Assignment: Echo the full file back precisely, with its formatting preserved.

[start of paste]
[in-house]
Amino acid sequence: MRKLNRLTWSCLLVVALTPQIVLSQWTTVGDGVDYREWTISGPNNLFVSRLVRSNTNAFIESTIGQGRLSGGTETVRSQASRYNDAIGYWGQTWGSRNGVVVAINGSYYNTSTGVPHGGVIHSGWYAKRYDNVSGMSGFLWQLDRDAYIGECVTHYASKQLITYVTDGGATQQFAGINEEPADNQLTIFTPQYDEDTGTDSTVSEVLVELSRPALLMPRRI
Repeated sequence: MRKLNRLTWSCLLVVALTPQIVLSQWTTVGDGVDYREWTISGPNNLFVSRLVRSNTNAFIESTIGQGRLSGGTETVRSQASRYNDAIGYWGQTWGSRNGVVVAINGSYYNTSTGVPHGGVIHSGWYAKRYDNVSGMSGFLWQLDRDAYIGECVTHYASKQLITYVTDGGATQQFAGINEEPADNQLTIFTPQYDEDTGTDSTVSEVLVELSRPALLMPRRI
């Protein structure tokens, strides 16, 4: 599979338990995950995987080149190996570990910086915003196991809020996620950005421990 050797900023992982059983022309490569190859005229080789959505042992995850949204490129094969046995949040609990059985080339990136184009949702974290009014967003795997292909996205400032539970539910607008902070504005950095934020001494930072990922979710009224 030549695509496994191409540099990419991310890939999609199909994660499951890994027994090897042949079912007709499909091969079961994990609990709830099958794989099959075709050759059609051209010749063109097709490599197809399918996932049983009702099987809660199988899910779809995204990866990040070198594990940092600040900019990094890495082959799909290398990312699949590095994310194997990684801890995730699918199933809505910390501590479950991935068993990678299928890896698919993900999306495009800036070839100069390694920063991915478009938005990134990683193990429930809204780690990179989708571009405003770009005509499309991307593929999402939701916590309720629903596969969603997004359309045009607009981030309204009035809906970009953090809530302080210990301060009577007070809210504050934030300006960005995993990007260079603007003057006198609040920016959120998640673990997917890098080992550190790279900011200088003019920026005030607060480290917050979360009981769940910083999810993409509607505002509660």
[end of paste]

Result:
[in-house]
Amino acid sequence: MRKLNRLTWSCLLVVALTPQIVLSQWTTVGDGVDYREWTISGPNNLFVSRLVRSNTNAFIESTIGQGRLSGGTETVRSQASRYNDAIGYWGQTWGSRNGVVVAINGSYYNTSTGVPHGGVIHSGWYAKRYDNVSGMSGFLWQLDRDAYIGECVTHYASKQLITYVTDGGATQQFAGINEEPADNQLTIFTPQYDEDTGTDSTVSEVLVELSRPALLMPRRI
Repeated sequence: MRKLNRLTWSCLLVVALTPQIVLSQWTTVGDGVDYREWTISGPNNLFVSRLVRSNTNAFIESTIGQGRLSGGTETVRSQASRYNDAIGYWGQTWGSRNGVVVAINGSYYNTSTGVPHGGVIHSGWYAKRYDNVSGMSGFLWQLDRDAYIGECVTHYASKQLITYVTDGGATQQFAGINEEPADNQLTIFTPQYDEDTGTDSTVSEVLVELSRPALLMPRRI
């Protein structure tokens, strides 16, 4: 599979338990995950995987080149190996570990910086915003196991809020996620950005421990 050797900023992982059983022309490569190859005229080789959505042992995850949204490129094969046995949040609990059985080339990136184009949702974290009014967003795997292909996205400032539970539910607008902070504005950095934020001494930072990922979710009224 030549695509496994191409540099990419991310890939999609199909994660499951890994027994090897042949079912007709499909091969079961994990609990709830099958794989099959075709050759059609051209010749063109097709490599197809399918996932049983009702099987809660199988899910779809995204990866990040070198594990940092600040900019990094890495082959799909290398990312699949590095994310194997990684801890995730699918199933809505910390501590479950991935068993990678299928890896698919993900999306495009800036070839100069390694920063991915478009938005990134990683193990429930809204780690990179989708571009405003770009005509499309991307593929999402939701916590309720629903596969969603997004359309045009607009981030309204009035809906970009953090809530302080210990301060009577007070809210504050934030300006960005995993990007260079603007003057006198609040920016959120998640673990997917890098080992550190790279900011200088003019920026005030607060480290917050979360009981769940910083999810993409509607505002509660």